This was supposed to be a Republican year in the U.S. Senate contests, with better than even odds that Sen. Mitch McConnell (R-Ky.) would take the majority leader's seat from Sen. Harry Reid (D-Nev.) in the 113th Congress.
In January 2012, Democrats were looking at defending 23 seats, with seven incumbents retiring, while the GOP had only 10 seats to worry about, with just two senators retiring in reliably Republican states. To guarantee McConnell would grab the gavel, the GOP needed to pick up just four seats, theoretically powered along by widespread discontent over the economy.
The polls are so close in many states that it could still happen. Even if almost no one thinks it will, the Republicans can still see a path to power in the upper chamber.
"At this point, we'd almost have to run the table in the tossups," said Rich Galen, a Republican consultant and pundit.
To figure out how the GOP could yet win, it's worth looking at what went wrong.
Galen points first to his side's "self-inflicted wounds" in Missouri and Indiana. In the Show Me State, Rep. Todd Akin ran to the right in a three-way Tea Party primary and came out on top. Then he declared that women don't become pregnant from "legitimate rape." Akin apologized, but the damage was done, and he plummeted in the polls, giving the most remarkable opening for Democratic Sen. Claire McCaskill.
"McCaskill was so unpopular in Missouri that if you said she was as dumb as a stump, you'd get in a fight with someone who said it was an insult to the stump," said Galen.
In Indiana's GOP primary, the Tea Party-backed Richard Mourdock ran far to the right of the relatively moderate Sen. Dick Lugar and won, knocking out a candidate who would have been a sure bet for the GOP. Mourdock buoyed Democrats' hopes for their own conservative candidate, Rep. Joe Donnelly, by declaring that he didn't believe in compromise. Then he joined Akin in making ill-chosen remarks about rape, saying pregnancies from such assaults were something "God intended." Mourdock has also crashed in the polls.
Losing those two seats was inconceivable to Republicans a year ago.
In something of another self-inflicted wound, the party lost popular Maine Sen. Olympia Snowe, who grew fed up with the Senate's extreme partisanship and at the end of February became the third GOP senator to decide to retire. Her seat most likely will go to independent former Maine Gov. Angus King, who seems most likely to caucus with Democrats.
In reliably blue Massachusetts, incumbent GOP Sen. Scott Brown has put up a strong fight against a popular Democrat, Elizabeth Warren, but recent polls have her pulling ahead.
If Indiana, Maine, Massachusetts and Missouri all go the way they appeared to be headed this weekend, the Republican Party could lose four seats it had counted on, meaning it needs to flip seven Democratic seats to win control.
There were, theoretically, that many chances this weekend, especially in races where incumbent Democrats had bowed out. Nebraska, North Dakota, Virginia, Wisconsin, New Mexico, Connecticut and, to a much lesser extent, Hawaii could be in reach. Other somewhat reasonable chances for the GOP remain in Montana, Ohio, Florida and just recently Pennsylvania.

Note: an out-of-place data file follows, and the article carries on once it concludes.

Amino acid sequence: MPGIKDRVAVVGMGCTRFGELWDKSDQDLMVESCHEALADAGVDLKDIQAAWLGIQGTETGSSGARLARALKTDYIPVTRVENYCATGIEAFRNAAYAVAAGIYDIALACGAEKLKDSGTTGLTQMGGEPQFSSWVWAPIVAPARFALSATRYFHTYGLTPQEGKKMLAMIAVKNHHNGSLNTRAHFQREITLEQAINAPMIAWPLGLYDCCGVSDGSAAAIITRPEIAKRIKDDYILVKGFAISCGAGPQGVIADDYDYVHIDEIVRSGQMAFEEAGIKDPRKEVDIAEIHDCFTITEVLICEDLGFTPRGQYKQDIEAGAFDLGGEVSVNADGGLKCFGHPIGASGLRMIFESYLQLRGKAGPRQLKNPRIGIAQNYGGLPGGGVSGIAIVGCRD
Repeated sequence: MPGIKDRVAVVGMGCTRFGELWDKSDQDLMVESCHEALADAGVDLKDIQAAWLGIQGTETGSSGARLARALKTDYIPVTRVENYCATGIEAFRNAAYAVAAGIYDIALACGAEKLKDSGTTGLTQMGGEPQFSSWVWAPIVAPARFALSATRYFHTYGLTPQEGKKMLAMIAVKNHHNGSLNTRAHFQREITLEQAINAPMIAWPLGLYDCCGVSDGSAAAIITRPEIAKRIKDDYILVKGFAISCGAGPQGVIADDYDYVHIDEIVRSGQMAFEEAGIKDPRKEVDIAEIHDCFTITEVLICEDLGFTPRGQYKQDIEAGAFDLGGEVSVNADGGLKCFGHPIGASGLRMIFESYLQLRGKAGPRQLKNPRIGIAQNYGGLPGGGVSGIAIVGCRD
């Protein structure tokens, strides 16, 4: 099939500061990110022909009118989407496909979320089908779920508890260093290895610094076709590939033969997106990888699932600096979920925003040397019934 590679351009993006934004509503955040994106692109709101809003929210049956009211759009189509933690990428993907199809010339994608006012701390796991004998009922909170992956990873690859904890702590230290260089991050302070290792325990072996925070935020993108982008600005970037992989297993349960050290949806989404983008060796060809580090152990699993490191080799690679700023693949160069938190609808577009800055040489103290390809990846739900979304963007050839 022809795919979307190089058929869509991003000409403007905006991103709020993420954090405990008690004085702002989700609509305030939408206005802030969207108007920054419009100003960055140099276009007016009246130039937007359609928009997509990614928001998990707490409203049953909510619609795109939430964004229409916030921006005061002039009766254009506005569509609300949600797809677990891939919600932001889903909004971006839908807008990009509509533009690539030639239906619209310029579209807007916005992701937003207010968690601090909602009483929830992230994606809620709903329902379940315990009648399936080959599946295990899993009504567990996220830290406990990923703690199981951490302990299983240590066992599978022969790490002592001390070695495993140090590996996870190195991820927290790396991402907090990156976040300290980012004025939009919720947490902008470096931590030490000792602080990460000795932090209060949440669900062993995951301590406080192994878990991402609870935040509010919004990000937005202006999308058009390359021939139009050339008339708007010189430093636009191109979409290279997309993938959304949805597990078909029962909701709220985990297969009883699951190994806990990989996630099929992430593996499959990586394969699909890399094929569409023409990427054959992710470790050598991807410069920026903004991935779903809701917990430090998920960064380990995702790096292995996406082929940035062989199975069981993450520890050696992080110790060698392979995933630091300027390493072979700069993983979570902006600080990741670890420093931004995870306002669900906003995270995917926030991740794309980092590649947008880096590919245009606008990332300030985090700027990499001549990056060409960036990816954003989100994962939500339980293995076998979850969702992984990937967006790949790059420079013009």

Of those 10 contests, though, the only one deemed a likely GOP pickup is Nebraska, where Sen. Ben Nelson is retiring and Democrats are trailing Republican Deb Fischer, even after they convinced the well-known Bob Kerrey to jump into the race for the seat he once held.
All of the other states are tossups or looking like Democratic wins, according to the HuffPost Pollster averages.
There's also one tossup state -- Arizona -- where Republicans had been counting on an easy race. To replace Sen. Jon Kyl (R), they had Rep. Jeff Flake, but he's run into trouble with Democratic challenger Richard Carmona, the former Bush-administration surgeon general. Flake's loss could potentially set the GOP five seats in the hole and give the Democrats a chance at actually gaining seats. Even in Nevada, where Republicans have incumbent Sen. Dean Heller facing Rep. Shelley Berkley, a Democrat freighted with an ethics investigation, the race is nearly tied.
Republicans' chances lie in the hope that the polls are "skewed," as so many of the party faithful have charged this election season. The National Republican Senatorial Committee's executive director, Rob Jesmer, argued to National Journal last week that Republicans are doing better polls than are Democrats and independent pollsters this year.
Essentially, pollsters weight their results to try to reflect the actual breakdown of the voting population. The GOP pollsters have been using a model that looks similar to 2008, while others have projected more population growth. And there have been years when the mainstream polls got it wrong, including presidential polling averages in 1980 (off by 7 percentage points on Jimmy Carter) and in 1996 (off by 5 percentage points on Bill Clinton).
If the GOP survey models are better, then Republicans do have a route to taking back the Senate.
"Despite a few unexpected setbacks, Republicans still have a very real path to the majority and we believe the overall environment is moving in our direction," said Brian Walsh, spokesman for the National Republican Senatorial Committee. "But no one on our side ever thought winning the majority would be easy, and with so many close races right now, it would be a mistake for either party to be over-confident at this stage."
Michael McAuliff covers Congress and politics for The Huffington Post. Talk to him on Facebook.